Archive of Nuclear Harm

The Archive of Nuclear Harm exhibits, screens, publishes and collects materials on life and death in the nuclear age. We also design and deliver educational programs. Our mission is to create a resource deep into the nuclear future, that is accessible to anyone with an internet connection.

Items of interest include artworks and other cultural artefacts that explore the full range of harms—to bodies and the biosphere—that are inflicted by nuclear weapons, energy, accidents and waste. Since the legacy of the nuclear age must be conceived on timescales of up to one million years, and threatens the continued safe operating conditions of Earth’s biosphere, this will be a memory institution like no other.

The Archive was established in 2012, and is now a part of the Nuclear Futures partnership initiative, a three-year arts and culture program sponsored by the Australia Council for the Arts. Nuclear Futures brings together artists and atomic survivor communities in Australia, Japan, Kazakhstan and the Marshall Islands.

Latest project outputs 

N.A.J. Taylor, ‘Manifesto for an Archive of Nuclear Harm’. Submitted for peer review at Unlikely: Journal for Creative Arts in November 2016. [PDF available on request]

Paul Brown, N.A.J. Taylor, and Ellise Barkley (eds.), “Australian Nuclear Culture”. Forthcoming special issue of Unlikely: Journal for Creative Arts as at November 2016. [Including contributions by: James Arvanitakis, Ellise Barkley, Jessie Boylan, Mick Broderick, Adam Broinowski, Paul Brown, Russell Bryant, Teresa Crea, Linda Dement, Merilyn Fairskye, Adrian Glamorgan, Robert (Bo) Jacobs, Luke Harrald, Steve Harrison, Avon Hudson, Ingrid Matthews, Christobel Mattingley, J.D. Mittmann, Nic Mollison, Gordon Murray, Warren (Ebay) Paul, Keith Peters, Elizabeth PO’, John Romeril, Mima Smart OAM, N.A.J. Taylor, John Turpie, and Lynette Wallworth.] [PDF]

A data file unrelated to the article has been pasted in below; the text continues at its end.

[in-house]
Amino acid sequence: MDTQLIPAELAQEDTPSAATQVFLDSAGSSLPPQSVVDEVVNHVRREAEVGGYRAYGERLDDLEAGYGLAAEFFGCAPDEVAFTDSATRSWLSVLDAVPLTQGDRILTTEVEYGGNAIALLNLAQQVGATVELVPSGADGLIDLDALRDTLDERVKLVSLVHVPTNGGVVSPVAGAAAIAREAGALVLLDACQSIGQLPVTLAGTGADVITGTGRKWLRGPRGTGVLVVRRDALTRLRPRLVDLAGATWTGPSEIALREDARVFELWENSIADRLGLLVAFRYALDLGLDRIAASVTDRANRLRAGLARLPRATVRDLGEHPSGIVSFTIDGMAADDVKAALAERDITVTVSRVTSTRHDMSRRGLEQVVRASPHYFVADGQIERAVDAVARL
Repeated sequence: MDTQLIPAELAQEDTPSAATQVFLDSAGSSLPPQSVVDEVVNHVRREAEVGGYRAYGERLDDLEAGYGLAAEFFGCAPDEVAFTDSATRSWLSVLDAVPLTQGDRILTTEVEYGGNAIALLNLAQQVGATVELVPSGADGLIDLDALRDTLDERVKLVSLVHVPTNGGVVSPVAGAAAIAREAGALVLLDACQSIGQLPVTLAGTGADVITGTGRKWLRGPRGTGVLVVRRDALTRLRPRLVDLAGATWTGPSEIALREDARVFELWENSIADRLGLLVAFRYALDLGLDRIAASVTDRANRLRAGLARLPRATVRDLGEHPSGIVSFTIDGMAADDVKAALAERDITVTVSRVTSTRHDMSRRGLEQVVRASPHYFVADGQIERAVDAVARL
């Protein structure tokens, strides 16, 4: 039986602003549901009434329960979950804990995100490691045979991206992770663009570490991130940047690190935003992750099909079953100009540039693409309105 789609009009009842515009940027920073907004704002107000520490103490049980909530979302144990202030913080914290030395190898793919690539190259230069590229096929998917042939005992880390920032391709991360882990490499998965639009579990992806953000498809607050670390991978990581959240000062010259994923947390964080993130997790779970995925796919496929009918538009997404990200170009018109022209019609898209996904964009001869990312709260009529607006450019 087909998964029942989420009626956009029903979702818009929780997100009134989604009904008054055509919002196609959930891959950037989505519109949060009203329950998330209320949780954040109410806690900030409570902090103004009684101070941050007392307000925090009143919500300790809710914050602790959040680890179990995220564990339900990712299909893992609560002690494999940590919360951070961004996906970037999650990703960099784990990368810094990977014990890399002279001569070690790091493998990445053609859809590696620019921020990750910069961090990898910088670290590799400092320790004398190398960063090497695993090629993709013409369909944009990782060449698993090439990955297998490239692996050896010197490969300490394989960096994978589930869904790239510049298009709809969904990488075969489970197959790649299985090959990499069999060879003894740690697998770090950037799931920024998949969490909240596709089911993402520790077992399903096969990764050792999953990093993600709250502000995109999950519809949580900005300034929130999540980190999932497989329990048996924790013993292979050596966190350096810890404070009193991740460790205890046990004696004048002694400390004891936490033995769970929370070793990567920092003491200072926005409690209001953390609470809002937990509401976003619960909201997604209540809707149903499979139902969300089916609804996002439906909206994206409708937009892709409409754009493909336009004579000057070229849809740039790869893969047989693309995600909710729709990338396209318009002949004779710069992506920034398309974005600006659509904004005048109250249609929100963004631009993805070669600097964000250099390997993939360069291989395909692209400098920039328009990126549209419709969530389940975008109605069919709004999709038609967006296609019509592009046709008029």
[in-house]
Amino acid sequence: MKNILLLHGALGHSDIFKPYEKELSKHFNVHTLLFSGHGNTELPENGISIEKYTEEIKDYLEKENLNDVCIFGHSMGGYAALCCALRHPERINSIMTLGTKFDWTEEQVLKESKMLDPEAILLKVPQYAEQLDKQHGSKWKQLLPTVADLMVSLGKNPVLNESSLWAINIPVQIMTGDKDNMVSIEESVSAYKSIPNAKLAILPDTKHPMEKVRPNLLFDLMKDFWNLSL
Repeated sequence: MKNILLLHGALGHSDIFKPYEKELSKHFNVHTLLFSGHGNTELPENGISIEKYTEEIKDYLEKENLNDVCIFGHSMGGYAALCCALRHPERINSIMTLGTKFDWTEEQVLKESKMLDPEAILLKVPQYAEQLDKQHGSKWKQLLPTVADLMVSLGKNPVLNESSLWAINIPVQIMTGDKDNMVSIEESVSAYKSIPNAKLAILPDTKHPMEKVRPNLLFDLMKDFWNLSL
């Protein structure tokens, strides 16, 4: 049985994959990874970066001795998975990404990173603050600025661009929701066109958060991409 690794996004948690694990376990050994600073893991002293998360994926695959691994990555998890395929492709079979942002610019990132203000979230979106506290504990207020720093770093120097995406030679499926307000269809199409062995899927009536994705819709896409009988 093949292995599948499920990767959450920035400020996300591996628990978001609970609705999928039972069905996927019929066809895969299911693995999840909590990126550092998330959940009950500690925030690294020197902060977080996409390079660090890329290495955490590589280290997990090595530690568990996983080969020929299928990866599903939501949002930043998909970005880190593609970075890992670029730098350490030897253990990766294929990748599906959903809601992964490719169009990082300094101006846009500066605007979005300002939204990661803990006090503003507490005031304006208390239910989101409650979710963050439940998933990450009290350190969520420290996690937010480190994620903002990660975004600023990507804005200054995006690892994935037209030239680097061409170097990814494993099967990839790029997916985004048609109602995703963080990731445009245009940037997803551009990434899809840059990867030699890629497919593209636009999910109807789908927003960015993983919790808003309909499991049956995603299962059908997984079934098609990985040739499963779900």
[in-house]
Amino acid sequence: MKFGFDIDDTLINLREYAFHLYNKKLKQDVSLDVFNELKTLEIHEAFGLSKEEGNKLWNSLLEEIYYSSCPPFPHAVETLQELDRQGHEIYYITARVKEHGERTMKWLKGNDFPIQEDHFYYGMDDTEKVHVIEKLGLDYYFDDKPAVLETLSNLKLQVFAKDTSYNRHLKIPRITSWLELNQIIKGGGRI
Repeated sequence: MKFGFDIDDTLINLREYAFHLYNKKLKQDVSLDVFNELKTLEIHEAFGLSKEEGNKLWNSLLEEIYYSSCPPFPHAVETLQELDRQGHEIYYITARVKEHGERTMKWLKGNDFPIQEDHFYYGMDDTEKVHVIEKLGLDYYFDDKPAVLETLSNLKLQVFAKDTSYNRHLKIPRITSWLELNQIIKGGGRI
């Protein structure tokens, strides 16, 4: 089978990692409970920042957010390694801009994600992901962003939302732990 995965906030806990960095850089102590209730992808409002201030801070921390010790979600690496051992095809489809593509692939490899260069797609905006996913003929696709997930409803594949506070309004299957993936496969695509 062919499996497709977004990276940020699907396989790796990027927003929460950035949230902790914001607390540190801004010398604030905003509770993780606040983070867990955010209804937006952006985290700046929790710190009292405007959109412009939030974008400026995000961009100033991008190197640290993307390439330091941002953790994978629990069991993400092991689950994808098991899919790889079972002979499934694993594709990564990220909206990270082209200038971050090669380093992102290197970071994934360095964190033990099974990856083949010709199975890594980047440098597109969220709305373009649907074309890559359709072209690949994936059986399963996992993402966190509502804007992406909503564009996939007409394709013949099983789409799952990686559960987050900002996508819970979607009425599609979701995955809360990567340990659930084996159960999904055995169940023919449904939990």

N.A.J. Taylor and Robert Jacobs (eds.), Experiencing Hiroshima. Under contract to Routledge’s “War, Politics and Experience” book series edited by Christine Sylvester, to be delivered in December 2016. [Including contributions by: Ran Zwigenberg, Yuki Miyamoto, Thomas Doyle II, Stefanie Fishel, Kathleen Sullivan, Makeda Best, elin o’Hara slavik, Robert del Tredici, Jessica Rapson, Robert Jacobs, Stuart Bender, Adam Broinowski, Erik Ropers, Marcel Quiroz, Imafuku Ryuta, Mick Broderick.] [PDF available on request]

N.A.J. Taylor, Nuclear Deferral, c3 Contemporary Art Space, Melbourne, Australia, August 17-September 11, 2016 (with Andrew Hustwaite) and Maxey Museum for Man and Nature, Whitman College, Walla Walla, WA, United States, September 26-28, 2016. [LINK]

N.A.J. Taylor, ‘Nuclear visions: Suffering between living and dying’. Paper presented at the Creative Arts and Nuclear Futures conference, Queensland University of Technology, Brisbane, Australia, August 6-7, 2015. [PDF available on request]


O’Donnell Endowed Chair in Global Studies, Whitman College, 2016 ($10,000)
College Academy for Research & Creative Activity, University of Alabama, 2016 ($3,075)
Pozible crowdsourcing, 2016 ($6,421)
Alphaville/Australia Council for the Arts, 2015-16 ($5,000)